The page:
Finchley school confirmed as first in borough hit by concrete safety crisis

Bishop Douglass School found to contain Raac on its site but all pupils remain in face-to-face education, reports Simon Allin, Local Democracy Reporter

Bishop Douglass School (credit Google)
Bishop Douglass School (credit Google)

A Barnet school is now known to contain a type of concrete prone to collapse that has sparked a nationwide safety alert.

Bishop Douglass School in Finchley has reinforced autoclaved aerated concrete (Raac) on its site but all pupils remain in face-to-face education, the government has confirmed.

The Roman Catholic secondary school is on a list of education settings with confirmed Raac on their sites published by the Department for Education (DfE) yesterday (Wednesday 6th).

The concrete material, used in the construction of schools and other public buildings from the 1950s to the 1990s, has a lifespan of around 30 years.

Last week, the government told 104 schools to stop using buildings known to contain Raac until safety measures had been put in place. It said more than 50 schools had already installed “mitigations” this year.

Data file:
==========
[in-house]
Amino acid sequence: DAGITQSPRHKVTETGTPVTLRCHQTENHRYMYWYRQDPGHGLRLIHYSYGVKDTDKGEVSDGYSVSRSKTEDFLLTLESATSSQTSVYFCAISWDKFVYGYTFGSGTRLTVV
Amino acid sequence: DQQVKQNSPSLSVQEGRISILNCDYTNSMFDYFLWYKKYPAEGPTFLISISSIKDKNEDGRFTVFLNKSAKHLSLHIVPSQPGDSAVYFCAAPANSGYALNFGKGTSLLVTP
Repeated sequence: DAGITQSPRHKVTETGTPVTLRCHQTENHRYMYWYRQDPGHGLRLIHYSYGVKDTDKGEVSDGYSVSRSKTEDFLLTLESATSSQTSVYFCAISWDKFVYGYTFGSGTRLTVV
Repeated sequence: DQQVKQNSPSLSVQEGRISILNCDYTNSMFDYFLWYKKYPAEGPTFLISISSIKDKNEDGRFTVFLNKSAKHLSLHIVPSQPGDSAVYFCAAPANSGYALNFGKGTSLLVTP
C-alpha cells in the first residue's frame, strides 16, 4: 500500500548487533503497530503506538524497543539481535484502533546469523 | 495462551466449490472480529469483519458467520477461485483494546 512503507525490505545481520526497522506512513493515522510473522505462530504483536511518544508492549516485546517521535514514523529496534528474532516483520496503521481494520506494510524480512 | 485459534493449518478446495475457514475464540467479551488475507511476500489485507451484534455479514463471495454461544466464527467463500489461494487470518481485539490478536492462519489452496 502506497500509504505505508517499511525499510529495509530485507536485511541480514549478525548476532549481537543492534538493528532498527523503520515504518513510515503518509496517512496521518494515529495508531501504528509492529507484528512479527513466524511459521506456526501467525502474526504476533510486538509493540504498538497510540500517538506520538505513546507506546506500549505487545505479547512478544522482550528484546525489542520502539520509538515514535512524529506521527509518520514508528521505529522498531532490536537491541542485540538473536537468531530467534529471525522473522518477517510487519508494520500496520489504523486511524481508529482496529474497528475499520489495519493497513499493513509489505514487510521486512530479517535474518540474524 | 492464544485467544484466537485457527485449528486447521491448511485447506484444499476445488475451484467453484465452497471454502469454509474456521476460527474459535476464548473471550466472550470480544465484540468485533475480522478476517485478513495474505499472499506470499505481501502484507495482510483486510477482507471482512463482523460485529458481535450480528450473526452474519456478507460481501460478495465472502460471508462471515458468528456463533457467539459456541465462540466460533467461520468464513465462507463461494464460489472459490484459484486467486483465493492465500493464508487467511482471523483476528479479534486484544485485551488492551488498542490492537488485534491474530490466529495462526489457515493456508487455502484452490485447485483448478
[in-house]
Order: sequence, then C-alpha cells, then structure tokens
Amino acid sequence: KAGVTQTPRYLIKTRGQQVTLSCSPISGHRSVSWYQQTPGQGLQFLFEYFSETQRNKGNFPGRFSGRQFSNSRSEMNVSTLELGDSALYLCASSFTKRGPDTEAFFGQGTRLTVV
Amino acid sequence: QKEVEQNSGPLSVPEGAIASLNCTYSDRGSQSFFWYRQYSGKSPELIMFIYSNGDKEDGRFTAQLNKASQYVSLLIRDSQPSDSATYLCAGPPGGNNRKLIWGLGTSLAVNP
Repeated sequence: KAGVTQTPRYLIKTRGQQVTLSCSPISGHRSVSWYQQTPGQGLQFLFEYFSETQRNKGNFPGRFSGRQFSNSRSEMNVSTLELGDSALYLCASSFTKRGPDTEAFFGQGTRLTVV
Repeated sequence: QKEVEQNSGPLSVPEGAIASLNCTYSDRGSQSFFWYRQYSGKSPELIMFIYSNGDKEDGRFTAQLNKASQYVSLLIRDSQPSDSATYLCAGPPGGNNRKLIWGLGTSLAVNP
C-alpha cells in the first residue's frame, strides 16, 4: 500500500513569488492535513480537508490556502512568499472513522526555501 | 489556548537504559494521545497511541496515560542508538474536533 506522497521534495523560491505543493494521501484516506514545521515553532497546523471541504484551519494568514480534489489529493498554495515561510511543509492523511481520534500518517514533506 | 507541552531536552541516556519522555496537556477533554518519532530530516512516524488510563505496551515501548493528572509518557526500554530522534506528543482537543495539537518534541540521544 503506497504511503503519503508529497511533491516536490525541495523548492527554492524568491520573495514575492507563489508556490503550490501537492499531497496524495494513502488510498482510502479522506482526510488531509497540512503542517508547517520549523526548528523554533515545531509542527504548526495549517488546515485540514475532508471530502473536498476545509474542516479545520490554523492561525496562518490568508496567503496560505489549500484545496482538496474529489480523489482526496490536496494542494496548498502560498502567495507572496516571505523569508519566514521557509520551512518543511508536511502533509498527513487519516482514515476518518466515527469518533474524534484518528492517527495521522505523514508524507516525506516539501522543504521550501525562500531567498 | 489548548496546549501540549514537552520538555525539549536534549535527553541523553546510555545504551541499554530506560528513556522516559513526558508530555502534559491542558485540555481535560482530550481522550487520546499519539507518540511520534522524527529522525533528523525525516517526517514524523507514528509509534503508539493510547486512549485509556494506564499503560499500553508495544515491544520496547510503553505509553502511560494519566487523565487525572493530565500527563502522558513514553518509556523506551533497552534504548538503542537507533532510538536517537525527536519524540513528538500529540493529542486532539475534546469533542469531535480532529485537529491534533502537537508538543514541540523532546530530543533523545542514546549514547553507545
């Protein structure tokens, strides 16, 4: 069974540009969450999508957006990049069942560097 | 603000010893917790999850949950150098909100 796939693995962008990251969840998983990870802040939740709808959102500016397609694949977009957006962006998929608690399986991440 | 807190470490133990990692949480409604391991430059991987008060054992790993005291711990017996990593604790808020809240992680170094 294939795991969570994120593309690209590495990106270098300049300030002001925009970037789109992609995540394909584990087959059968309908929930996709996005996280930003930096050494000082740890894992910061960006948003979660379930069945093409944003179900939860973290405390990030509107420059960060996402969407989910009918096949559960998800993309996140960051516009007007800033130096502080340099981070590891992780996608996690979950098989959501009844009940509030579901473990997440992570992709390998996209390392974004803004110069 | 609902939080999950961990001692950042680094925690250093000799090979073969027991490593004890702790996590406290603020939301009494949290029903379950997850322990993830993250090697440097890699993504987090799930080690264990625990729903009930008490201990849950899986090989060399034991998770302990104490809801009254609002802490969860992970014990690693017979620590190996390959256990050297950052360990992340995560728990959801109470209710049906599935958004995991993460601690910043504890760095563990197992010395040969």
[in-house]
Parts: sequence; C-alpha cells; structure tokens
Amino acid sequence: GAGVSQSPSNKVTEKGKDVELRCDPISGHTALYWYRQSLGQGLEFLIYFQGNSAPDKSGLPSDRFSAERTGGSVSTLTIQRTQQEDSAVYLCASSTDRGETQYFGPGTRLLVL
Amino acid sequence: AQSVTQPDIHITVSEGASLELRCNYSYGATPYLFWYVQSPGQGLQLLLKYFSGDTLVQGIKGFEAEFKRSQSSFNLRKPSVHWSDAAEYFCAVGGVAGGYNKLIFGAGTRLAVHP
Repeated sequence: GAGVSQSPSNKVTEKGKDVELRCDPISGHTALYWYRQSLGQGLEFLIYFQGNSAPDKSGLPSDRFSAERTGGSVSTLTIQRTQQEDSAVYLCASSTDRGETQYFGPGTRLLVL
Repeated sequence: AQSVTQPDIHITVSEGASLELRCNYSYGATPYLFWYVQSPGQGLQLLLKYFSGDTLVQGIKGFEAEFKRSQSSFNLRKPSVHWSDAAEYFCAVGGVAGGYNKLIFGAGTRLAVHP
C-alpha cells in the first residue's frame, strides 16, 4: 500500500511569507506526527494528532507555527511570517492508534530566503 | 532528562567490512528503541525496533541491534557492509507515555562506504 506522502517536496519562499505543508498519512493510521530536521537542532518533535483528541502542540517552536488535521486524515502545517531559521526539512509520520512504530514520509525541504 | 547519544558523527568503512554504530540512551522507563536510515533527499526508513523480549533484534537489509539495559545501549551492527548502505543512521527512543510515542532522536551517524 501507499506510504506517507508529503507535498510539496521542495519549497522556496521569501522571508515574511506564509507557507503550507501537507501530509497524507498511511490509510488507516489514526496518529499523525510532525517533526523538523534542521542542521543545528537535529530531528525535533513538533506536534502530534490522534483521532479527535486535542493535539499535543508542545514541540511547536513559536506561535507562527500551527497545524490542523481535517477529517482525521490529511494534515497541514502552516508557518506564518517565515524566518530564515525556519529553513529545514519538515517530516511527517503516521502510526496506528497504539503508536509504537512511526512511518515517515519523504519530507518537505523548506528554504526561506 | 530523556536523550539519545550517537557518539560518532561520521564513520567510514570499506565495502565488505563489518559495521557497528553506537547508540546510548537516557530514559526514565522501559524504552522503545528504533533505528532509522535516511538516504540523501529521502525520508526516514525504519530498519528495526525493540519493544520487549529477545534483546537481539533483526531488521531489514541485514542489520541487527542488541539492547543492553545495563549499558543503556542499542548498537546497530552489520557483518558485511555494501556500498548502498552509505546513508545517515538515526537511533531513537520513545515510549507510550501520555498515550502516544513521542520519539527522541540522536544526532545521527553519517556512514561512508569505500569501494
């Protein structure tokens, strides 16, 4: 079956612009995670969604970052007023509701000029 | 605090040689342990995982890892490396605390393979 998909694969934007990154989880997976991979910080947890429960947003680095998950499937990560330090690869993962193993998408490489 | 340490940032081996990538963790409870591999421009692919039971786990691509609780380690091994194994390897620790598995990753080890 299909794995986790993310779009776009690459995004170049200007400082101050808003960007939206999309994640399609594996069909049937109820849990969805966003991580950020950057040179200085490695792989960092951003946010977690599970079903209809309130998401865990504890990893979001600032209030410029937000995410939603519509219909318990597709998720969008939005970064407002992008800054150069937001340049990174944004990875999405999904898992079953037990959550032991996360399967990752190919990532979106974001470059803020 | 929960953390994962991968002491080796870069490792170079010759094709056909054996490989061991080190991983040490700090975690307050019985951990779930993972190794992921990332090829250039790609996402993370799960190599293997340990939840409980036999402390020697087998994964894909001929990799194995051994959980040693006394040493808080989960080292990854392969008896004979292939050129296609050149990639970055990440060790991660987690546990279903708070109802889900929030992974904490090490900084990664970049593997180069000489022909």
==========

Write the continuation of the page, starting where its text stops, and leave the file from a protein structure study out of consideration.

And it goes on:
Yesterday, Barnet Council said it had not found Raac in any of the schools it runs, although five are set to undergo follow-up surveys. Bishop Douglass School is a member of the Cardinal Hume Academies Trust, so is not a council-maintained school.

In a statement issued yesterday, the council said: “[On Tuesday], we completed our survey of the 51 schools for which the council is responsible. We can confirm that our engineering survey teams have not found any of our schools to be affected by Raac-related issues.

“In line with the request for the DfE for information on these 51 schools, we conducted a preliminary assessment that found that the majority were constructed after builders ceased to use Raac in construction.

“Engineering surveyors recently inspected 17 schools, where we needed further reassurance, and confirmed that Raac is not present in twelve of them. Clear access to areas that could potentially contain Raac was not possible in five schools, so follow-up surveys have been instructed for those schools to confirm whether Raac is present.

“In addition, we have been liaising with the other responsible bodies (dioceses and trusts) to ensure all schools in Barnet are safe. The council remains ready to offer advice and guidance to all schools in the borough, should that be necessary.

“We have also been made aware that one academy school, which had a survey conducted directly by DfE, has Raac in one of its buildings. This area has been made safe.

“The council has worked quickly to minimise the disruption for this week’s return to school, with only one school needing to hold online lessons to enable its inspection and ensure their children are safe, prior to the results of the survey. This survey found no evidence of Raac so the school has now returned to normal.”

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